In terms of sales tax, Saskatchewan only charges a 6% Provincial Sales Tax (PST) in addition to the nation-wide 5% Goods and Services Tax (GST). As such, they have a combined sales tax of 11%, which is considerably lower than provinces like New Brunswick, Newfoundland, Quebec, etc, all of which charge a sales tax of 15%.

Most importantly for families, there is no tuition fee for public school education in Saskatchewan. Furthermore, under the Graduate Retention Program, graduate students are eligible for a $20,000 tuition rebate through the Province of Saskatchewan.

Off-Campus

Express address It's easy to inform your utilities and service providers within Saskatchewan of your address change when moving with ExpressAddress.

Car insurance is managed in Saskatchewan by SGI. Saskatchewan Government Insurance was created in 1945 and is a provincial Crown corporation that has been developed over the years into two linked operations.

Internet: The biggest internet service providers in Saskatchewan are Shaw and SaskTel. To compare their rates, you can go through an online directory called FindInternet.

Cell Phone Carriers: The best cell phone carriers in Saskatchewan are Bell, Rogers, and SaskTel. 

Electricity: There are four regulated energy providers in Saskatchewan — SaskPower, SaskEnergy, Saskatoon Light & Power, and Swift Current Electricity Services.

Natural Gas: The primary natural gas provider in Saskatchewan is SaskPower. However, residents may also purchase their natural gas from Future Now Energy and Just Energy.

Connect utilities

On-Campus

Graduate House is the University of Saskatchewan's newest residence, offering housing for graduate students (in post-graduate diploma, masters or Ph.D. programs) or students enrolled in professional programs, such as Medicine, Dentistry or Veterinary Medicine.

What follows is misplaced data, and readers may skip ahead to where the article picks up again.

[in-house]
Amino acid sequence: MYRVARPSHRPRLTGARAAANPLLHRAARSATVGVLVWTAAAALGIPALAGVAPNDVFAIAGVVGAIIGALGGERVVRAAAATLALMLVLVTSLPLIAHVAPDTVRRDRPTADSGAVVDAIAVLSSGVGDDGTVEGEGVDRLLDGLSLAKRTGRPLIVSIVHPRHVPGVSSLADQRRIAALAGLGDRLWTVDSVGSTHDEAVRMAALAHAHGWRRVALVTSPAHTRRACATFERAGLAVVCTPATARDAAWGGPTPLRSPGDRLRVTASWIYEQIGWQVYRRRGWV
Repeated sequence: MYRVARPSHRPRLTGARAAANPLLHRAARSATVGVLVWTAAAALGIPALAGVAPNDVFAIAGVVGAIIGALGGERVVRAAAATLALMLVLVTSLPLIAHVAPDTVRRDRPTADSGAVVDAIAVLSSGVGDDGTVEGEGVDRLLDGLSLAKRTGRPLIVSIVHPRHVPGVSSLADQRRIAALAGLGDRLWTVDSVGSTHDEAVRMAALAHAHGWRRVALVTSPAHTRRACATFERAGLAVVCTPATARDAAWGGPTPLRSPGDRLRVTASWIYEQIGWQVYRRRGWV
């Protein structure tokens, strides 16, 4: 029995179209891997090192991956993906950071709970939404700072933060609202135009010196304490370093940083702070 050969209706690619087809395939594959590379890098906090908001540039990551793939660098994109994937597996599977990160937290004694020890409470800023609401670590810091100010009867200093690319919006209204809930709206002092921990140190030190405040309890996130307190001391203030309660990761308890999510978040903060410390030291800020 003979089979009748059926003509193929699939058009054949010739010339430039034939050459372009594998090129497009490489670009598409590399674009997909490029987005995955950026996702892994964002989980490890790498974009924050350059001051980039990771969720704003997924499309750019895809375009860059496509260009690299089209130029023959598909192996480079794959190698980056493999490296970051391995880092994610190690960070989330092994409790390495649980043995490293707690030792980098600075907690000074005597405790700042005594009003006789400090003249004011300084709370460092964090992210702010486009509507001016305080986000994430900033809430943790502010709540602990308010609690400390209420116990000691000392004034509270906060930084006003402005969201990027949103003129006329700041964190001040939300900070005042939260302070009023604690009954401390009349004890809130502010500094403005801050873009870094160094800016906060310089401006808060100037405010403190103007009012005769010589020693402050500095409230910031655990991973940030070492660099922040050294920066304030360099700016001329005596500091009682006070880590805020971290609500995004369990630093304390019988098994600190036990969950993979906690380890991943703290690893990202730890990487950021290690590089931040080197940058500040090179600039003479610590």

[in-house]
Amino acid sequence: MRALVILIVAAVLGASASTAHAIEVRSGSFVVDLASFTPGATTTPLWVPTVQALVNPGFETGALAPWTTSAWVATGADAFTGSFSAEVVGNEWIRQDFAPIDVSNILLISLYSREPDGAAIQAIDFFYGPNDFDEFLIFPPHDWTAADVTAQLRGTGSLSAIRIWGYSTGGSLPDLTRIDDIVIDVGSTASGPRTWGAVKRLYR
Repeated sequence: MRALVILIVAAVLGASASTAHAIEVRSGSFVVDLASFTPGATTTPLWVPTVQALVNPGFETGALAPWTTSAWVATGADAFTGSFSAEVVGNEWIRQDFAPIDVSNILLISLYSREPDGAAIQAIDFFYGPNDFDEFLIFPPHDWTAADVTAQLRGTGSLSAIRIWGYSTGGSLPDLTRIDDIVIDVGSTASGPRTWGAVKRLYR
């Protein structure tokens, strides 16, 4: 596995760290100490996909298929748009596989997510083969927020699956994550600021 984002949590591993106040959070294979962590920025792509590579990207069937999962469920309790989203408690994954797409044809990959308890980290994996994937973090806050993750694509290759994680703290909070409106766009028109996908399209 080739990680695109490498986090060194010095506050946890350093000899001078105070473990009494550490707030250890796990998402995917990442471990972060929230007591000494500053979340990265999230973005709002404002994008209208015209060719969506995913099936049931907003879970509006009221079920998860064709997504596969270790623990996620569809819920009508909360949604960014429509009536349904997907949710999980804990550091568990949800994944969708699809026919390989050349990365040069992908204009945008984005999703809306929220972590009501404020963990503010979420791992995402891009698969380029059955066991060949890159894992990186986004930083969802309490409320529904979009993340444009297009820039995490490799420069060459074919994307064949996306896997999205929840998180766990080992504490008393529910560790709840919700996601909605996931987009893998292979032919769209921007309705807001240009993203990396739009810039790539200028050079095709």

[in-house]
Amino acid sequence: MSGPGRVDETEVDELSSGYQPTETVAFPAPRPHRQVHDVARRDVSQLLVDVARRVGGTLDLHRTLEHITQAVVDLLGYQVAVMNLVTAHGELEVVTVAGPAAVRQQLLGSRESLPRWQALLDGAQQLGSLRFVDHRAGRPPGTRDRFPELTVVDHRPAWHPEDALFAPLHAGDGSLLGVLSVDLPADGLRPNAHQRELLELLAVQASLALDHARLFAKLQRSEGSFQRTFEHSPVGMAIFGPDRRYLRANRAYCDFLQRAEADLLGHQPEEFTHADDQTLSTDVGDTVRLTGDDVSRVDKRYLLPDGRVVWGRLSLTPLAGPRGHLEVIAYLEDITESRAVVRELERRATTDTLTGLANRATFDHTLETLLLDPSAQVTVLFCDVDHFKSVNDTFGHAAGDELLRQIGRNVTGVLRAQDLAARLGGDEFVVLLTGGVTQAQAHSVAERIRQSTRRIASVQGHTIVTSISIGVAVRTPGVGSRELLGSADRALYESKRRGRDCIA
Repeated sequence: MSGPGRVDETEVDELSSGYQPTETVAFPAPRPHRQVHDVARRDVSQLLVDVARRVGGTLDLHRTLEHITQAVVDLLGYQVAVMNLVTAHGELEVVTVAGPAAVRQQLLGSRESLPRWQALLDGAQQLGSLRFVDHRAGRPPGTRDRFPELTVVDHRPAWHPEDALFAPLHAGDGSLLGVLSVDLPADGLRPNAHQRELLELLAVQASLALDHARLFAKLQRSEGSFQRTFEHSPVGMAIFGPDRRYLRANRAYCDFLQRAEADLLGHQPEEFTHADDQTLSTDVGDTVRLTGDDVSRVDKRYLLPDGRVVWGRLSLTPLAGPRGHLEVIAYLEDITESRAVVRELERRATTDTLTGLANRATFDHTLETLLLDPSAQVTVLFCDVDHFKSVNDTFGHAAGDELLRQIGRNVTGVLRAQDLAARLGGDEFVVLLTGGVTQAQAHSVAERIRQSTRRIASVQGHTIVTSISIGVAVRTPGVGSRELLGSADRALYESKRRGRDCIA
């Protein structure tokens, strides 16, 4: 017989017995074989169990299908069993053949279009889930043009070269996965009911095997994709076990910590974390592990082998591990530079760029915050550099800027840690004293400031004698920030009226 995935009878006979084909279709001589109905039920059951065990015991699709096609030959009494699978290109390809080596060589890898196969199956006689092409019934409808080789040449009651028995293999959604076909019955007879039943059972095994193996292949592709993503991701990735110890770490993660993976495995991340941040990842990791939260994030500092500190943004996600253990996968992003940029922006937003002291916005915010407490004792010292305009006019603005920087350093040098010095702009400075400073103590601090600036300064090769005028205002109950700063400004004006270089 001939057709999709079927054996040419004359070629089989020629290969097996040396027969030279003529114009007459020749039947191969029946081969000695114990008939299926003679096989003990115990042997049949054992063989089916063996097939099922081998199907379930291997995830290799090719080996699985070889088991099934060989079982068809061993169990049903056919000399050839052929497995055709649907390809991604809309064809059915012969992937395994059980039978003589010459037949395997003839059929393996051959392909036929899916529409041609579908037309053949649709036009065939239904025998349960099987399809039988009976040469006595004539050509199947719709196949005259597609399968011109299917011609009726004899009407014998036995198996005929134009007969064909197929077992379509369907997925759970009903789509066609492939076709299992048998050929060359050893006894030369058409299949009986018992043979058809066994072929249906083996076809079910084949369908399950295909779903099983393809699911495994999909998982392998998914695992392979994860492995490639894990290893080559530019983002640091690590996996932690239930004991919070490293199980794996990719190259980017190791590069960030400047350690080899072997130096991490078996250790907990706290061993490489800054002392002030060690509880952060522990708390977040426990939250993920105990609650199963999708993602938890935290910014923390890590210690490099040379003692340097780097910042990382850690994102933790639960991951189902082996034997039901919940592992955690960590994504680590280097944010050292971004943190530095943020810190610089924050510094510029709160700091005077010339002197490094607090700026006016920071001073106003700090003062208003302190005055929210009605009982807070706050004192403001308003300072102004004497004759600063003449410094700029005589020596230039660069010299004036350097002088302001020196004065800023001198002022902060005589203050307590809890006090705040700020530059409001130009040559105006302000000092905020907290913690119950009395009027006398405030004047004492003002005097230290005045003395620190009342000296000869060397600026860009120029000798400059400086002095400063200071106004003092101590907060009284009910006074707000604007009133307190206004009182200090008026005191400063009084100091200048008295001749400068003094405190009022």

Get Grad House Info & Rates

Things to Do

The secret is out! With so much to offer, Saskatoon is one of Canada's most talked-about destinations. As it thrives economically and excels as a forward-thinking metropolis, the door is always open for discovery. It is the place to experience local eateries, bustling nightlife, river trails, and other outdoor spaces as well as cultural institutions and museums.

With over 65 annual events (40 in the summer alone), there is no shortage of things to see and do! The Sundog Arts and Entertainment Faire is the perfect opportunity to find that handmade piece of Saskatchewan to take home and show off. See and taste how the professionals do it at RibFest in Diefenbaker Park - you will go to BBQ heaven!

Saskatoon has a number of one-stop shopping centres for your convenience that are easy to get to, and will satisfy any diehard shopper. Not only will you find the basics, but you'll also find that special something at one of the exciting new shops at malls such as The Centre on 8th Street East and Midtown in downtown Saskatoon.

Whatever your plan, let Tourism Saskatoon help!

Talk About the Weather

SASKATOON WEATHER

We love to talk about it!

Saskatchewan's weather is the topic of many a conversation. From winter Chinooks, to autumn's warm summers, to summer thunderstorms. Our climate is four-season and variable. Spring, summer, fall and winter are distinct, and temperatures can fluctuate - sometimes dramatically.

Seasonal Averages
Saskatchewan summers are usually warm and dry. High temperatures range from 15 C (60 F) in May to the mid-30s C (90-95 F) in July and August. We average the most sunshine of any Canadian province; nights tend be cool. Winter normally begins in November and temperatures generally remain below the freezing point. Mild spring weather usually begins by April.

Metric Conversion for Weather
Canadian weather reports are given in metric terms. Temperature is measured in degrees Celsius (C), precipitation in millimetres, snowfall in centimetres and wind speed & visibility in kilometres per hour.

Celsius to Fahrenheit
F = Temperature C x 1.8, then add 32
0C = 32F
10C = 50F
20C = 68F

Get a Hang for our Slang